|Sure the trees are nice, but where are all the people??|
We are on vacation in the mountains, staying in a beautiful guesthouse for overseas workers. Inside our cabin is comfortable and tasteful; outside the large windows and spacious porch overlook an unobstructed view of green, rolling mountains.
But Juliana was a bit skeptical. “I like our house in China better, don’t you? I like that the kitchen is small, and I like our bathroom because it is small. I like how the laundry porch smells. Don’t you like our China house better?”
I tried to give a diplomatic answer about liking that one because it was our home, but liking this one because it was really nice and pretty. She was not satisfied. In fact, she was offended that we did not come to the defense of our China home. She looked around outside the windows and gave her final complaint.
“There are too many trees. They block the view of all the other people!”
Ah, our social little city-dweller. While we are basking in the natural expanse, she misses knowing there are thousands of people all around. I guess it is all a matter of perspective.
In another week we will return to our China home. I return with mixed feelings. I will be happy to get back into our own space, and I look forward to a predictable rhythm of days. But I have recognized that part of my predictable life rhythm follows the law of inertia. “A [Ruth] at rest will remain at rest unless acted on by an unbalanced force.” An unbalanced force...yes, there seem to be a lot of those in my life, propelling me out of rest and back into transition.
While Juliana is always ready for the next adventure, a part of me never wants to leave where I am. Even if I am looking forward to my destination, I inwardly cringe at the prospect of making another transition. It doesn’t help that there is often a long day+ of travel in the way. But I know this about myself: I do not like change and I do not appreciate the unfamiliar.
The first day in a new place is a shock to the system, as I scramble again to find my bearings. I suspect part of this is related to being highly sensitive. My senses are flooded with too much to take in; I cannot appreciate it until I have a chance to settle down and absorb the small things.
The first day back, I recoil from America. Even as I appreciate the aesthetic beauty, I am turned off by the unconscious affluence and the ridiculous choices. Why don’t people walk anywhere? Why do people have so much stuff? How can their possibly be 50 different types of canned tomatoes??
I wrinkle my nose at the California desert. Dry and lifeless. Who wants a dirt yard and scrub brush “trees”? Don’t they know rivers are supposed to have water in them? But I slowly adjust to the desert, to the different colors, to the beauty of these resilient plants. When we leave, I miss the open sky and the view of sunsets.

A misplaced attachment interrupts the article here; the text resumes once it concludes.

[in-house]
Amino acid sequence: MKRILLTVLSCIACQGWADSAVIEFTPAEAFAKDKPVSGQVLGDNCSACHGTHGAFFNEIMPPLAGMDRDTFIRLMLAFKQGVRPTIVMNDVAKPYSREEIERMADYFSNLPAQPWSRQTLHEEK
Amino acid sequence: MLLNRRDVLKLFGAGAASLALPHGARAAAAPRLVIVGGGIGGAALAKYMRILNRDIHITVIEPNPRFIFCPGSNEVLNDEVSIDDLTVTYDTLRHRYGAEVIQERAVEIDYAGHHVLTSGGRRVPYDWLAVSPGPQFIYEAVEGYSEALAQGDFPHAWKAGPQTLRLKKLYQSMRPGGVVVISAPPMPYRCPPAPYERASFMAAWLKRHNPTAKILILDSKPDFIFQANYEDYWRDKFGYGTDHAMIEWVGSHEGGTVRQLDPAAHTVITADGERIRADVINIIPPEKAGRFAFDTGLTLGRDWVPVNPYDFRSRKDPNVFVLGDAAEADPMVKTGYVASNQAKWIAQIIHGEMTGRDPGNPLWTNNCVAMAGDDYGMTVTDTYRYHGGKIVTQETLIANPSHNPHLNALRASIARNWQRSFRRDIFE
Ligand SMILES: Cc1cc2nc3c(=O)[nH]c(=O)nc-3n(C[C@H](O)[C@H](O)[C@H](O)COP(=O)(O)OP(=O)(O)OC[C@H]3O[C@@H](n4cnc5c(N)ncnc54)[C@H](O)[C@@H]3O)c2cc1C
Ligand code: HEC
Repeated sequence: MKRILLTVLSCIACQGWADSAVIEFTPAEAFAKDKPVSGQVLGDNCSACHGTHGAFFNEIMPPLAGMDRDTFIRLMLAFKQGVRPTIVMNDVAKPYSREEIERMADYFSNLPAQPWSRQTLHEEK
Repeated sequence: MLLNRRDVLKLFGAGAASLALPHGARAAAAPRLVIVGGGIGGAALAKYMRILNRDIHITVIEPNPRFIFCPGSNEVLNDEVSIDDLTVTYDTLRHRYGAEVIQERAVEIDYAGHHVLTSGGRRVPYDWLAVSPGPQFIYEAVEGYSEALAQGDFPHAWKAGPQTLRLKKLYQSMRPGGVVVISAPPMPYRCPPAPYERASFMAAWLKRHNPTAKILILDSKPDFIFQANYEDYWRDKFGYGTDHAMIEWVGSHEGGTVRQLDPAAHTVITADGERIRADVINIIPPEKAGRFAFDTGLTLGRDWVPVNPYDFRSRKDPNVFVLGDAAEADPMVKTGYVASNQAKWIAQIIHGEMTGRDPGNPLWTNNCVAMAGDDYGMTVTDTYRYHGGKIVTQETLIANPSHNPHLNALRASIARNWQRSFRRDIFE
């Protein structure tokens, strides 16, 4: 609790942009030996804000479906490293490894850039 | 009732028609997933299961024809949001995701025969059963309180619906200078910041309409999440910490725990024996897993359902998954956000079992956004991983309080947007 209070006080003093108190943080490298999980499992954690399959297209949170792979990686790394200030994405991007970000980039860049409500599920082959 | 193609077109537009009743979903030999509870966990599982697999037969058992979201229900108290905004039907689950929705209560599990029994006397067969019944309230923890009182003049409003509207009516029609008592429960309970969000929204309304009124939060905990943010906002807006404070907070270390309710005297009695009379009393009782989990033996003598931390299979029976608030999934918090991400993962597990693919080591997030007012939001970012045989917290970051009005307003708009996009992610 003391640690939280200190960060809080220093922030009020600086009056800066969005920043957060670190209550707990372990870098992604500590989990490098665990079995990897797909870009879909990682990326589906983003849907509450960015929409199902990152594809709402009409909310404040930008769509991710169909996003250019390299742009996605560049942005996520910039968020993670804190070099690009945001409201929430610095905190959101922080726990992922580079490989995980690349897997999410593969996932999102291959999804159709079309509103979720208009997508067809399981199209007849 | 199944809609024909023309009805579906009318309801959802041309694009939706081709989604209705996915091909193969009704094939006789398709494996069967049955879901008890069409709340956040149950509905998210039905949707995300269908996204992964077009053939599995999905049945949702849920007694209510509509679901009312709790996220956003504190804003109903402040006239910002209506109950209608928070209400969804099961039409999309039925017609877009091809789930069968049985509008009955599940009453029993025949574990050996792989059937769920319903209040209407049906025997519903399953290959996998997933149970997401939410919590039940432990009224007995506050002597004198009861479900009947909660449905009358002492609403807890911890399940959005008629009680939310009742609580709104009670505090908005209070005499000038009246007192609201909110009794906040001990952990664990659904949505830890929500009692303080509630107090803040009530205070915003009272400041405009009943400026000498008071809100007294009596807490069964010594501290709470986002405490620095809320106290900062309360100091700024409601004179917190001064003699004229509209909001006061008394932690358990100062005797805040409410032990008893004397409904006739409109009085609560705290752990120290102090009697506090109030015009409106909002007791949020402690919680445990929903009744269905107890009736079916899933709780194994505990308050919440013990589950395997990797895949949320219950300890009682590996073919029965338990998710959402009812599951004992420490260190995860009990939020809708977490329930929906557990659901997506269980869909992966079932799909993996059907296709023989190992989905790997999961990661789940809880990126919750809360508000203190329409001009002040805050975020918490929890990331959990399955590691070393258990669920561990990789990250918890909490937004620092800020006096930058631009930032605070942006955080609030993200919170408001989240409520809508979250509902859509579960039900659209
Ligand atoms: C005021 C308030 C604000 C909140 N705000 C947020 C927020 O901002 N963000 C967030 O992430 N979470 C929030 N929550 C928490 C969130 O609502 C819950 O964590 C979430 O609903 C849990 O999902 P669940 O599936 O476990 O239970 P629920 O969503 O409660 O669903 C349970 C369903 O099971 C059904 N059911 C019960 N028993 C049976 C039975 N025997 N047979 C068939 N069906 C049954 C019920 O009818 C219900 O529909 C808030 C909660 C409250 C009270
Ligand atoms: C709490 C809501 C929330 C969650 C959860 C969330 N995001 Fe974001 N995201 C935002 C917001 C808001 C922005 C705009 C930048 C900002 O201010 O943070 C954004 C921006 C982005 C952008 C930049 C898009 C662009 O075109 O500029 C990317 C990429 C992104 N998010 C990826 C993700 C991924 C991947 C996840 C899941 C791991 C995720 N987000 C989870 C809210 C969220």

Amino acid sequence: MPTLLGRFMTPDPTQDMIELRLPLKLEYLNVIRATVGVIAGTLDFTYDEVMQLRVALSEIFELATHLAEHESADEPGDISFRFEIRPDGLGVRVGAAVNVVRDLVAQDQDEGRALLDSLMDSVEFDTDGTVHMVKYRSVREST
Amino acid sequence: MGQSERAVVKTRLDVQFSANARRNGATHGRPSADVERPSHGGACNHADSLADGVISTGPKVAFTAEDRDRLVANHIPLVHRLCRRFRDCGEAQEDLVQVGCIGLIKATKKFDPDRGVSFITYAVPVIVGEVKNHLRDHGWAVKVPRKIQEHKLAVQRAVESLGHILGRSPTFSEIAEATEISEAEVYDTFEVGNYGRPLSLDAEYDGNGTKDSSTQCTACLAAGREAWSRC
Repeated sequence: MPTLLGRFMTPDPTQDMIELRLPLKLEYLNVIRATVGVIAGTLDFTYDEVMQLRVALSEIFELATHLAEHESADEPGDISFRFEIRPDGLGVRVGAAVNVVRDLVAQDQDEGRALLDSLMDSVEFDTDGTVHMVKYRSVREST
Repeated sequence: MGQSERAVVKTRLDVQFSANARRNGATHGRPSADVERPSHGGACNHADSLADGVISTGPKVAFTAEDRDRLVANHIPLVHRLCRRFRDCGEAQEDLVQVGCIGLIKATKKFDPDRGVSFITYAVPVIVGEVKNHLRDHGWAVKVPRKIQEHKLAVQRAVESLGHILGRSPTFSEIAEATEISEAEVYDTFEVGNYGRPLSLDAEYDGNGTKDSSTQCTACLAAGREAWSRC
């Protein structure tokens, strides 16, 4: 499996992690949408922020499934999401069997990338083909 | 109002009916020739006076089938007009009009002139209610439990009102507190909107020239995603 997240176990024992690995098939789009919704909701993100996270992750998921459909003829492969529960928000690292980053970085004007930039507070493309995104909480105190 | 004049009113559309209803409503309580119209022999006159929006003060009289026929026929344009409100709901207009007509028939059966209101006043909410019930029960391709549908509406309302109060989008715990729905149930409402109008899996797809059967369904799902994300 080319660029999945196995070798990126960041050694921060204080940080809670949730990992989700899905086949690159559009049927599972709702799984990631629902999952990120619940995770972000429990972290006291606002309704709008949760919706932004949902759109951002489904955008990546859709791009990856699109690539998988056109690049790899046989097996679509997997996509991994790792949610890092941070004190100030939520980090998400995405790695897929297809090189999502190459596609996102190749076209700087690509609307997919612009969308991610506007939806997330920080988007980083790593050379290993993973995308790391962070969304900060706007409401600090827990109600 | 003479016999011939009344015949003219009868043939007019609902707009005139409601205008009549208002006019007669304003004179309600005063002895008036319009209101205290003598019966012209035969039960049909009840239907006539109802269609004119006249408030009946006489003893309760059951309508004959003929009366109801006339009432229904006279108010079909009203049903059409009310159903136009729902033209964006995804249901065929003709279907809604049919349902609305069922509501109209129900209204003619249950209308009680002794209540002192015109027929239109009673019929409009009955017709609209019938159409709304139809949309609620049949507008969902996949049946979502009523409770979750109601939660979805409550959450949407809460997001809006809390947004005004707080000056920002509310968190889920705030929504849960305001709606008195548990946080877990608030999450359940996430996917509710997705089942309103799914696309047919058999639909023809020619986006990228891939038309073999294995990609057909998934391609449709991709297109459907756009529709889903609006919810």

Those first days in Georgia, the trees seem to close us in. The sky is so small and the light is filtered through layers of humidity. Even at night the air is warm. I am shocked and a little frightened to see confederate flags on jacked up pickup trucks. What is this world we have stepped into?
But the trees win me over. They always do. Myriad shades of green flutter in the breeze. The whole world is effortlessly covered in life. Bright colored birds flit from branch to branch and deer graze peacefully right in my parents' backyard. The southern drawl soothes instead of irritates. Maybe this is my world after all.
I have returned to China often enough to know what it will be like. My heart will cringe as we land in the Beijing smog. The harshness of language will bruise my ears. The first time I step outside, I will be accosted by smells – pollution, stinky tofu – and noise – horns and loudspeakers and stores blasting competing music. I will dismally survey the gray and rust and faded yellow of ten year old buildings already falling apart. Why do we live here again?
But then I will return to those familiar spaces. The wind will blow the mountains clear, and their rugged peaks will orient me again. When we walk to our little vegetable shop, neighbors will beam and hurry to welcome us back (mainly interested in the girls). I will pile some eggs in a bag and choose from the giant, dirt covered carrots while Juliana runs on the playground, thrilled to be back in the land where there are always friends waiting outside. It will feel right.
If I am patient, I will push through the disorientation and rediscover the beauty in the familiar. Juliana will exalt in our stuffy little bathroom because there is her Strawberry Shortcake towel! And the tiny toilet is just the right height! And remember this little bowl for washing our feet?!
I will step out onto the laundry porch, looking beyond the endlessly drying laundry hung above me, and appreciate the warmth of the sun and the pattern of rainbows the prism scatters on the tile floor. I will settle in the chair next to the bank of windows, momentarily hidden from all the surrounding neighbors and students. I will hear the chatter of birds and the wind rushing through the trees.
We may not have the variety of birds or trees of Georgia. Our mountain view may be obscured by apartment buildings - and often by smog. But I will remember that the sunset is still beautiful even when I can't see the whole sky. A solitary tree still ripples joyfully in the wind.
In the familiar, I will find balance again. In the balance, I will rediscover the beauty that is already all around.
|Our unblocked view of all the people|